When the applause of the primarily female audience began to subside, Patton plopped down on the couch. He leaned in close to the actress and whispered something in her ear that caused her smile to lose its perk. Then he turned his attention toward the show's hostess, adjusting his face in what he probably believed resembled a Gene Hackman-Popeye Doyle half--grin. "Okay, Gemma, I'm here," he said in his familiar, gruff voice. "So what d'ya wanna talk about today?"
"Oh, I think you know, Pat." Gemma Bright's Australian accent was elaborate, slightly nasal, and made more distinctive by her odd habit of emphasizing words and syllables in a seemingly random fashion. This, combined with her fortysomething zaftig but stylish good looks, an extroverted personality, and an ability to convey what seemed like genuine interest, had positioned her as the second--most--popular television personality in the Second City. "We want some dish on that mysterious body that washed ashore yesterdye."
"Dish, huh? Well, lemme tell ya, babe, it ain't all that appetizing."
"Death rarely is," Gemma said.
"That's probably why all those health--conscious wimps kept jogging past the body without stopping," Patton said. "Or could it be that they were just too caught up in their own petty little lives to wanna get involved?"
"That's not fair," Carrie Sands chirped, evidently feeling he was talking about her people. "When you jog you get in the zone and you block out a lot of what's happening around you."
"That explains why most of you bubbleheads voted for our illus-trious illegal--alien president. You were in the zone." Patton winked at the audience, which, surprisingly, rewarded him with scattered applause and laughter.
"Holy shit, Billy," my assistant, Kiki Owens, said. "Who is this trog?"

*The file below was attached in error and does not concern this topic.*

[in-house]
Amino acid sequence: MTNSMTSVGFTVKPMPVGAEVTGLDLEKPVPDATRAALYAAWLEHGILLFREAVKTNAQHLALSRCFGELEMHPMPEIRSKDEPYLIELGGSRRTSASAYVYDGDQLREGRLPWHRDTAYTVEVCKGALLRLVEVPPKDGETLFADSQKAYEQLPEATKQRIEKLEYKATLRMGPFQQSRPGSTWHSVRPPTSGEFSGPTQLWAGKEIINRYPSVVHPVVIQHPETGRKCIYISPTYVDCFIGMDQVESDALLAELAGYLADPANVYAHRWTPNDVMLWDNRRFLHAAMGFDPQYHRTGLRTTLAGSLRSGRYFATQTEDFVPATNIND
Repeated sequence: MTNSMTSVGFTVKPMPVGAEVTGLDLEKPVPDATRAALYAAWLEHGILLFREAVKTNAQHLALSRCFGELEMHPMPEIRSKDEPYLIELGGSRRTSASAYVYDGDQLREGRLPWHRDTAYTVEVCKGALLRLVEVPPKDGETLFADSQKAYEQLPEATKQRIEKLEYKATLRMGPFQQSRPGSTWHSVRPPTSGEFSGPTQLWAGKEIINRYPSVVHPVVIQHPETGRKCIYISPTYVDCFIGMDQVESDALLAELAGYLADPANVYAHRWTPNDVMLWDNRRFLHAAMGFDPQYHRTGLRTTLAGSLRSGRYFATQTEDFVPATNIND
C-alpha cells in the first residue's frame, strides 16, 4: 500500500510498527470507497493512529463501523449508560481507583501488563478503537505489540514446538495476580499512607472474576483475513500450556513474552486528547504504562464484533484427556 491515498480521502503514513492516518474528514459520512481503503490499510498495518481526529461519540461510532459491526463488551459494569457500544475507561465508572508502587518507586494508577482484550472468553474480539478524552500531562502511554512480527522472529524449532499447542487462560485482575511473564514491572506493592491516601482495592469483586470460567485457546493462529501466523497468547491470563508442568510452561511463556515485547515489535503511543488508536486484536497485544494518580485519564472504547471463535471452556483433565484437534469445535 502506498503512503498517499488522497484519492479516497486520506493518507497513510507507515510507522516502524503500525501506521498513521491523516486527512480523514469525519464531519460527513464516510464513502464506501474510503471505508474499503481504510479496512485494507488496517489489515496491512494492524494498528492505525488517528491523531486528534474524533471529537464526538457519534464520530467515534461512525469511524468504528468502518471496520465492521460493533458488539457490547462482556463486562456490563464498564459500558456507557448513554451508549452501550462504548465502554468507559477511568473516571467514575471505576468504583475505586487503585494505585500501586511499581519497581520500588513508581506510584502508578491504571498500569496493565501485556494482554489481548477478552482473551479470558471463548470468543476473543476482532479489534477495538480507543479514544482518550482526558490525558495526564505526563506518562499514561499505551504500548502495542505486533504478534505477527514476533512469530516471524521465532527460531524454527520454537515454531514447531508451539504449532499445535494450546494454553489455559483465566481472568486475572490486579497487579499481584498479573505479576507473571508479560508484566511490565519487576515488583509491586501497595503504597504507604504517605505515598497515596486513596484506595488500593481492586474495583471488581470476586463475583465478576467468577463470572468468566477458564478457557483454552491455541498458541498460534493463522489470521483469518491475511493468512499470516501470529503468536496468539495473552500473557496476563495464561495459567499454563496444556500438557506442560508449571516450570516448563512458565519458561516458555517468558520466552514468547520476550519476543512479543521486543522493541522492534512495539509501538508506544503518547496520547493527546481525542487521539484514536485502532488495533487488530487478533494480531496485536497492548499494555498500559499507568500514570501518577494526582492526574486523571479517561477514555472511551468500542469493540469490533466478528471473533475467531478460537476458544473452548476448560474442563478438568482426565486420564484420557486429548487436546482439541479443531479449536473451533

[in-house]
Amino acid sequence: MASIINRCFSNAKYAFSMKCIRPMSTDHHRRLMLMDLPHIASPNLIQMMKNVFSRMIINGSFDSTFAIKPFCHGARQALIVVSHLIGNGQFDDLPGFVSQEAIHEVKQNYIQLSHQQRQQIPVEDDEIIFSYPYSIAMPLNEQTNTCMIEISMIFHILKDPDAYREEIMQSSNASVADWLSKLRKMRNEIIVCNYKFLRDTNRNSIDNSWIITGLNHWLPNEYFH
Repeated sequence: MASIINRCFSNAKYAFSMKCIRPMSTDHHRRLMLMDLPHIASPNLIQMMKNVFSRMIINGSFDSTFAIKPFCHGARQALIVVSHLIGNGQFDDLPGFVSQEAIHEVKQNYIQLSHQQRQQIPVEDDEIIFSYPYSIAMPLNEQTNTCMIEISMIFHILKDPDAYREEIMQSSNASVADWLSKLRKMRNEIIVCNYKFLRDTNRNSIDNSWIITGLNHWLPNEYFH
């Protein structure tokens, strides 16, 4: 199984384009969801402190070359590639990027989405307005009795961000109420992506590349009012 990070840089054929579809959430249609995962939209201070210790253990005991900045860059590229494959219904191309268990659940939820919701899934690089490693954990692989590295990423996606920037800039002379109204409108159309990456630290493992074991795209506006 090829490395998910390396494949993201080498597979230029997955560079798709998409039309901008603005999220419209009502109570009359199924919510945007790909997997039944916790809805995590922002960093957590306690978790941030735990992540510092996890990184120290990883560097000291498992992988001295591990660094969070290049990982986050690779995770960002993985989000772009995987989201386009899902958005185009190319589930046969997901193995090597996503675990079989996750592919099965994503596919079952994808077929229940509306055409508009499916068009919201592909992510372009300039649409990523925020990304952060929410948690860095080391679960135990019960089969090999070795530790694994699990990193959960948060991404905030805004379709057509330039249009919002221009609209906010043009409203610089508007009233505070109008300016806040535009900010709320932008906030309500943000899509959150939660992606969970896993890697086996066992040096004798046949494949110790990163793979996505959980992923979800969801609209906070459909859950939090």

"You know as much about him as I do," I said, which was the truth at the time.
"After the president's release of his full, authenticated birth certificate, this guy must be the last idiot spewing the birther crap. On our network!"
"Oh that pesky First Amendment," I told her.
We were in the studio--six greenroom of Worldwide Broadcasting's Chicago affiliate, WWBC, watching the midday show unfold while I awaited my turn on camera. We were sharing the space with a pale, undernourished--looking guy in his twenties. His black hair was bowl--cut in what may have been an homage to the late Moe Howard, may he rest in Three Stooges Heaven. His concave chest was wrapped in a black T‑shirt emblazoned with the statement "Down is the New Up" in yellow letters. His faded black jeans had slipped low enough on his hips to show an inch or two of candy--striped boxers, which in its way complimented his oversized pink high--top canvas shoes.
"Patton's a local celebrity," he said. "A real asshole who treats his employees like dirt."
"You work for him?" I asked.
He frowned. "Me? I'm Larry Kelsto. Why would I work . . . ? I'm a comic," he stated, adding defensively, "I've been on a bunch of network shows. Last Comic Standing, Comedy Brew, Last Call with Carson Daly. Anyway, if you want to know about Pat Patton . . ."
He then went on to provide a Wikipedia--lite explanation of Pat Patton's semi--fame, concluding with, "The guy never met anybody he didn't hate. He's the opposite of Roy Rogers."
"I think you mean Will Rogers," I said.
"Who the hell is Will Rogers?"
"Roy's father," I told him, dismayed that a comedian, even a young one, would have to ask that question.